Argentinian politics has, until recently, been marked by frequent military coups d’etat. But from 1946-1955 an elected government led by General Peron and his flamboyant wife, Evita, established a distinctive style of populism and a Peronist party. Peron returned to power in 1974, and after his death his new wife, Isabella, governed until 1976, when a combination of economic chaos and political violence by both the extreme left and the extreme right prompted another military coup. This new military government set out to impose order through a ferocious ‘Dirty War’, detaining, torturing and murdering thousands of supposed leftists, including many students. Up to 30,000 people ‘disappeared’. In this atmosphere of terror some of the mothers of the disappeared began to demonstrate publicly in 1977, and continued to do so until the junta collapsed after losing the 1981 Falklands War. Then the mothers campaigned to bring guilty members of the military regime to justice, and to find their grandchildren born in prison, who had been given to military families. ‘Las Madres de Plaza de Mayo’ inspired the creation of other human rights groups in Argentina and linked with parallel groups in other countries.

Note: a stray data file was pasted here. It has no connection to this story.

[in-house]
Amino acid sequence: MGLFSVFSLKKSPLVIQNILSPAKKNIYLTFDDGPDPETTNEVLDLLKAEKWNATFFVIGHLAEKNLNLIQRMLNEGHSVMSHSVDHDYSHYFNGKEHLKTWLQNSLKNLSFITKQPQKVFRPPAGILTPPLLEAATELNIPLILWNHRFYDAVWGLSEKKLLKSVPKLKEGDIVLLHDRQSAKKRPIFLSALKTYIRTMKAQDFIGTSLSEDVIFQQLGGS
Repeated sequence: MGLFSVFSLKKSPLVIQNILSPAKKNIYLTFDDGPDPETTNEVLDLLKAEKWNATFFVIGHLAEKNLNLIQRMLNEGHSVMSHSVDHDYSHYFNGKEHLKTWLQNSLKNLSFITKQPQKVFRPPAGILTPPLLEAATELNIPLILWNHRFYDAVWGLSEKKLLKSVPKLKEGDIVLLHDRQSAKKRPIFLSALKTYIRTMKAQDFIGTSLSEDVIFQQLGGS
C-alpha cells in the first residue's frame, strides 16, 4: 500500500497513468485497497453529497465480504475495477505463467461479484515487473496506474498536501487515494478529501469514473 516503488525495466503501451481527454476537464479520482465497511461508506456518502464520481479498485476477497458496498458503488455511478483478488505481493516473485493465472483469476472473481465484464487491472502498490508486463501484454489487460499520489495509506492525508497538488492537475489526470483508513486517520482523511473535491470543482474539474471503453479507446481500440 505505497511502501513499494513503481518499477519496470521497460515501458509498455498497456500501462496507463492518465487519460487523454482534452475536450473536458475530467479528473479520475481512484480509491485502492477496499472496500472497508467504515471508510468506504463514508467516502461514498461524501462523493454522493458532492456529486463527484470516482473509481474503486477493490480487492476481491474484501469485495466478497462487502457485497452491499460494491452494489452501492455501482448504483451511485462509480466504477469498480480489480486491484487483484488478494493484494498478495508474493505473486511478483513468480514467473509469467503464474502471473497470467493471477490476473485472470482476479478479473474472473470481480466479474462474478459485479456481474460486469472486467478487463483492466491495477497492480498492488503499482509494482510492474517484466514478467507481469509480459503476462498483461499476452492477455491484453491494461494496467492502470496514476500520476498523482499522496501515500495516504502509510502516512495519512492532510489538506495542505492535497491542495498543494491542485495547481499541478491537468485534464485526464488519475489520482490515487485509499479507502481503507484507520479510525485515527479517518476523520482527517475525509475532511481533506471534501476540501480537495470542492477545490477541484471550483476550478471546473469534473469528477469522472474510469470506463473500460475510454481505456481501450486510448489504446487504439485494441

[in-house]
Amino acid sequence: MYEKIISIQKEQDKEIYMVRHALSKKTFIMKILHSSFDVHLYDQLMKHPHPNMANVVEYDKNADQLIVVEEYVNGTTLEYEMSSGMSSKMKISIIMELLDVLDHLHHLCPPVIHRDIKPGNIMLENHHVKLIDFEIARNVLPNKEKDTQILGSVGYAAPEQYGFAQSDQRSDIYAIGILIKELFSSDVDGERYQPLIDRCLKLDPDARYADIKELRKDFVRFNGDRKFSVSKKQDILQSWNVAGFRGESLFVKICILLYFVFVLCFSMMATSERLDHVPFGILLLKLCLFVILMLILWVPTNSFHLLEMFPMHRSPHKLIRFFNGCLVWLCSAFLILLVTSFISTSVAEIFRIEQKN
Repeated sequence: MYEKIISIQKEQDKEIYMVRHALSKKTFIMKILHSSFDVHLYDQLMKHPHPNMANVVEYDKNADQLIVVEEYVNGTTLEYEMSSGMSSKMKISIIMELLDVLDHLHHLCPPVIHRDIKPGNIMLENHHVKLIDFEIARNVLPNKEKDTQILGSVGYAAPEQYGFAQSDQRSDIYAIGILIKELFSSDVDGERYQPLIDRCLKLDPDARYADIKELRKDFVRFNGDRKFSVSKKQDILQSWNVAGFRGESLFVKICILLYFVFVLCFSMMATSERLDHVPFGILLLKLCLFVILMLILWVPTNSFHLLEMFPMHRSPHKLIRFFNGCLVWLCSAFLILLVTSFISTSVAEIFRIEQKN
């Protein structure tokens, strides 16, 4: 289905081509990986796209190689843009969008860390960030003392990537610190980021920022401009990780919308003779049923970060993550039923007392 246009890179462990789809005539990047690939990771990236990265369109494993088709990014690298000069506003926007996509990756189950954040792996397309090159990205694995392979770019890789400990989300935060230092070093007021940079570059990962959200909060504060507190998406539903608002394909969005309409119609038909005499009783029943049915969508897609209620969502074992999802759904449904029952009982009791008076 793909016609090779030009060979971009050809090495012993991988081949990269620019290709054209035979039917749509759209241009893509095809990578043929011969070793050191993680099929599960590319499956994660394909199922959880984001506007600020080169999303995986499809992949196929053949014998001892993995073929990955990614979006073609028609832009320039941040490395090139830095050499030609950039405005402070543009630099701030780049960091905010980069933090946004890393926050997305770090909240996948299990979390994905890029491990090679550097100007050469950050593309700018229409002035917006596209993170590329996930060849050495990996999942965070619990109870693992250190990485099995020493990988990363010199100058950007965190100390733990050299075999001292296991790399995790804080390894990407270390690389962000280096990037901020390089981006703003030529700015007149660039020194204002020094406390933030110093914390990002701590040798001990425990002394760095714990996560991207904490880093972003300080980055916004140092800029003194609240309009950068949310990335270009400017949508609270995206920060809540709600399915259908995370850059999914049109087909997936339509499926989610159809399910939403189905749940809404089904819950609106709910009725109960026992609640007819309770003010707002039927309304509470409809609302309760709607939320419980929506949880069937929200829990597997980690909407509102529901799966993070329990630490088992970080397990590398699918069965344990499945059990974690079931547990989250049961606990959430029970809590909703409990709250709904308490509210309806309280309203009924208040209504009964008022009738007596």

This experience of military rule has created determination among many Argentinians never to suffer such oppression again: in 1986 over a million people took to the streets when groups in the military seized barracks and appeared to threaten the government.